SAFE Grant Student Spotlight: Karissa Scholten, Psychology

SAFE Grant Student Spotlight: Karissa Scholten, Psychology

Karissa Scholten is a graduate student from Grand Rapids, M.I.

Student and Faculty Excellence (SAFE) fund recipient

Project: “Smells like School Spirit: The Organizational Factors Affecting Targeted Student and Teacher Outcomes”

With SAFE funding, Scholten and her project team member Lindsey Wuerfel ’20 were able to present a poster at a session during the 2020 River Cities Industrial-Organizational Psychology Conference (RCIO) in Chattanooga, T.N. The conference provides students and psychology practitioners with up-to-date applied educational experience.

Scholten and Wuerfel are members of the Industrial-Organizational Psychology and Human Resource Management Program (IOHRM) at Appalachian State University, which prepares professionals for work in business, industry and government. The program provides students with specialized training in human resource management and helps develop knowledge of theories, methods and research findings derived from the behavioral sciences.

Their poster titled “Smells like School Spirit,” a play on the song “Smells Like Teen Spirit” by Nirvana, analyzes “The Organizational Factors Affecting Targeted Student and Teacher Outcomes.” Their research examines teacher stress from an educational and psychological perspective. It takes into account teacher outcomes such as burnout and turnover, student outcomes and achievement as well as effects of the COVID-19 pandemic. The end goal is to provide research-backed recommendations for school administrators in N.C. to provide real interventions and improvements in teacher working conditions.

Following their poster presentation, Scholten and Wuerfel received feedback and answered questions from students, professors and other professionals in the field of psychology. The students also won second place in the poster session competition at the conference and were able to gather information to further the research project.

“We honed our presentation skills and worked out details to bring back to the rest of our project team. SAFE funding helped the students that attended to pay for hotel, travel and food costs, along with the cost of the registration itself. This enhanced my experience as a student to ensure that I did not have to worry about affording meals or other costs on the trip. It also helped in making sure I could focus entirely on the contents of the conference and increasing my professional skills,” said Scholten.

Additional contributors to the project from the Department of Psychology include Dr. Tim Huelsman, assistant chair and IOHRM program director and Dr. Shawn Bergman, the university’s Kulynych/Cline Distinguished Professor of Psychology. Faculty from the Reich College of Education also participated in the project, including Dr. Jennifer McGee, associate professor and Dr. Terry McClannon, associate dean for student affairs and program services. He is also a professor in the college’s Department of Leadership and Educational Studies.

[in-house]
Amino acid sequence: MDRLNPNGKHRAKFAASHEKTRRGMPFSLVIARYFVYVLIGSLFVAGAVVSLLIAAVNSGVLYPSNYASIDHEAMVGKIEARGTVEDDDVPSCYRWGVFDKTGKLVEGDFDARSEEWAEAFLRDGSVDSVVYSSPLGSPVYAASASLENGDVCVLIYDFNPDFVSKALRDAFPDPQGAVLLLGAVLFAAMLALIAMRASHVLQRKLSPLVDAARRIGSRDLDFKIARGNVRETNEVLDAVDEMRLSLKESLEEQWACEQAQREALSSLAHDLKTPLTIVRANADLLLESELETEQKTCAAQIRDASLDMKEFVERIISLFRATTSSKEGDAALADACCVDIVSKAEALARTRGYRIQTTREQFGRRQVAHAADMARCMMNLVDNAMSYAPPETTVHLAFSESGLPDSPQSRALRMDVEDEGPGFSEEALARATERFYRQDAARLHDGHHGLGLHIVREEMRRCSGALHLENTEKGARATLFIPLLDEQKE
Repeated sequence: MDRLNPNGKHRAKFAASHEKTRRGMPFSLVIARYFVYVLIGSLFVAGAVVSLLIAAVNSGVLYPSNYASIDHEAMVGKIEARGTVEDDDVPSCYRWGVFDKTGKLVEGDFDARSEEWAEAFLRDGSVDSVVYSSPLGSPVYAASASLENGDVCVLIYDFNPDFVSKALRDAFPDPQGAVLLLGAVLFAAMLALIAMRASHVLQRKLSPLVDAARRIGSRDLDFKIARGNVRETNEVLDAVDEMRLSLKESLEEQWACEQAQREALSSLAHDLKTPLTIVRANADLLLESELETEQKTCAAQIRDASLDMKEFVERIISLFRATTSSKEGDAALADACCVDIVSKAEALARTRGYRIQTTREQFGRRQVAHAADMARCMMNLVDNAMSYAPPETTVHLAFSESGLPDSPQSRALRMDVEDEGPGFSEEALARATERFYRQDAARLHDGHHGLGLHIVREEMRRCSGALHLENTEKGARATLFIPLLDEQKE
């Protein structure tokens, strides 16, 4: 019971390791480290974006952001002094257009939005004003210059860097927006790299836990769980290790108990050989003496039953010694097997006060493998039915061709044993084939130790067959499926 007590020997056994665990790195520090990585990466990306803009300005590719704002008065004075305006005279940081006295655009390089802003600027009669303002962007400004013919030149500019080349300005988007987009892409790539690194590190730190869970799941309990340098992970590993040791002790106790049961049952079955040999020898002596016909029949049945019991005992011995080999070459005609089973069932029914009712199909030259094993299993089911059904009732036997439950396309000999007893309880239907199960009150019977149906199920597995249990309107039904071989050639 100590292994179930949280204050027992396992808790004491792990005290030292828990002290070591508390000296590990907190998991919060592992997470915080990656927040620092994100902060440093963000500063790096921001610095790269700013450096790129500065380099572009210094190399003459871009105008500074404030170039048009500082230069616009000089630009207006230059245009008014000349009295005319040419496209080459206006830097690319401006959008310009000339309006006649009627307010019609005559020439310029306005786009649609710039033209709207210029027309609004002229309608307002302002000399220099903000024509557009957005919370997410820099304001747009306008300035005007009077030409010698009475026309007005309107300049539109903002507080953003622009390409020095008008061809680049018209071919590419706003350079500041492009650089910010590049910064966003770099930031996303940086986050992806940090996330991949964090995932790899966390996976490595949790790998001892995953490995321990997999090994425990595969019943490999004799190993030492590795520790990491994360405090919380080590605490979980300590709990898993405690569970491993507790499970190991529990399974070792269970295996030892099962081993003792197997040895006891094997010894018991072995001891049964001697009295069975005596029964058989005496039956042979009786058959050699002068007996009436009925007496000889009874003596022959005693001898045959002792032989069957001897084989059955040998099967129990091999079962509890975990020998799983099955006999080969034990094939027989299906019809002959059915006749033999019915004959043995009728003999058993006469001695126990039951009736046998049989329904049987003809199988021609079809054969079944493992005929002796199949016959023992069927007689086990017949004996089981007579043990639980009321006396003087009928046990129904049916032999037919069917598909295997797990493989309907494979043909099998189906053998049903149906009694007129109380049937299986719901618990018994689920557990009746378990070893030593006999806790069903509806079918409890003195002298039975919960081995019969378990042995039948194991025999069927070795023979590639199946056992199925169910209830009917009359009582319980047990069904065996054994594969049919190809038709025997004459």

“Working with Kari has been a wonderful experience. She joined the IOHRM program after completing her undergrad at Western Michigan University and hit the ground running,” said Huelsman.

McGee also commented on working with Scholten, “Kari is an important part of the team - currently she is the team lead as she's the second year IOHRM student on the project team. She manages our meeting and leads the graduate student work. Working with Kari has been a dream, she's responsible, organized and thorough. That's been my experience working with all of the IOHRM students.”


About The SAFE Fund
Initially endowed by Hughlene and Bill Frank, the College of Arts and Sciences Student and Faculty Excellence (SAFE) Fund provides resources that can be used to support undergraduate, graduate and faculty experiences. The SAFE Fund provides funding for college priorities and opportunities that arise throughout the year. These unrestricted funds support student and faculty travel, publication support for faculty and student research opportunities. Learn more at:

About the Dr. Wiley F. Smith Department of Psychology 
Appalachian’s Dr. Wiley F. Smith Department of Psychology serves more than 1,000 undergraduate majors seeking the Bachelor of Arts or Bachelor of Science degree in psychology, as well as 80 graduate students in three master’s programs (experimental psychology, school psychology, and industrial-organizational psychology and human resource management) and the clinical psychology (Psy.D.) doctoral program. Learn more at

About the Reich College of Education
Appalachian offers one of the largest undergraduate teacher preparation programs in North Carolina, graduating about 500 teachers a year. The Reich College of Education enrolls approximately 2,400 students in its bachelor's, master's, education specialist and doctoral degree programs. With so many teacher education graduates working in the state, there is at least one RCOE graduate teaching in every county in North Carolina. Learn more at

Compiled and written by Sophia Woodall
September 30, 2021

Caption: SAFE student recipient Karissa Scholten, Psychology. Photo submitted.
Published: Sep 30, 2021 2:12pm